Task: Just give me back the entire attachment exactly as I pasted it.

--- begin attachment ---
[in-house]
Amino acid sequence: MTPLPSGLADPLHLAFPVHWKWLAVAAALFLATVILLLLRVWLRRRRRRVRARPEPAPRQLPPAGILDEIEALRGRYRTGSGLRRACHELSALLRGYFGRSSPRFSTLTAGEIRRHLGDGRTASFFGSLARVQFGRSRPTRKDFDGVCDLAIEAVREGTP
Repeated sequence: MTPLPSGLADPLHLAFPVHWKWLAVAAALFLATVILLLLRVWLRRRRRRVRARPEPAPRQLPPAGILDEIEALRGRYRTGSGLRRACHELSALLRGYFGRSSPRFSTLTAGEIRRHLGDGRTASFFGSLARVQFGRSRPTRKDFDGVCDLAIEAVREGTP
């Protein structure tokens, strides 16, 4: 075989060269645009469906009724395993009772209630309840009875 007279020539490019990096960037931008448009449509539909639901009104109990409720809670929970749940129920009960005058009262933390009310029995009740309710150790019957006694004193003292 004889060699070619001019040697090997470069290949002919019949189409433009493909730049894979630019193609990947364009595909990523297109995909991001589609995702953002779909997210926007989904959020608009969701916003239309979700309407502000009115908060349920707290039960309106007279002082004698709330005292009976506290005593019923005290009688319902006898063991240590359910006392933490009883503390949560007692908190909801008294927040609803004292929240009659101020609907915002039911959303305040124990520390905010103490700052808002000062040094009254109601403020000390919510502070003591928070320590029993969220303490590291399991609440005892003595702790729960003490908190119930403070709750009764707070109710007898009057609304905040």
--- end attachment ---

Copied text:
[in-house]
Amino acid sequence: MTPLPSGLADPLHLAFPVHWKWLAVAAALFLATVILLLLRVWLRRRRRRVRARPEPAPRQLPPAGILDEIEALRGRYRTGSGLRRACHELSALLRGYFGRSSPRFSTLTAGEIRRHLGDGRTASFFGSLARVQFGRSRPTRKDFDGVCDLAIEAVREGTP
Repeated sequence: MTPLPSGLADPLHLAFPVHWKWLAVAAALFLATVILLLLRVWLRRRRRRVRARPEPAPRQLPPAGILDEIEALRGRYRTGSGLRRACHELSALLRGYFGRSSPRFSTLTAGEIRRHLGDGRTASFFGSLARVQFGRSRPTRKDFDGVCDLAIEAVREGTP
């Protein structure tokens, strides 16, 4: 075989060269645009469906009724395993009772209630309840009875 007279020539490019990096960037931008448009449509539909639901009104109990409720809670929970749940129920009960005058009262933390009310029995009740309710150790019957006694004193003292 004889060699070619001019040697090997470069290949002919019949189409433009493909730049894979630019193609990947364009595909990523297109995909991001589609995702953002779909997210926007989904959020608009969701916003239309979700309407502000009115908060349920707290039960309106007279002082004698709330005292009976506290005593019923005290009688319902006898063991240590359910006392933490009883503390949560007692908190909801008294927040609803004292929240009659101020609907915002039911959303305040124990520390905010103490700052808002000062040094009254109601403020000390919510502070003591928070320590029993969220303490590291399991609440005892003595702790729960003490908190119930403070709750009764707070109710007898009057609304905040």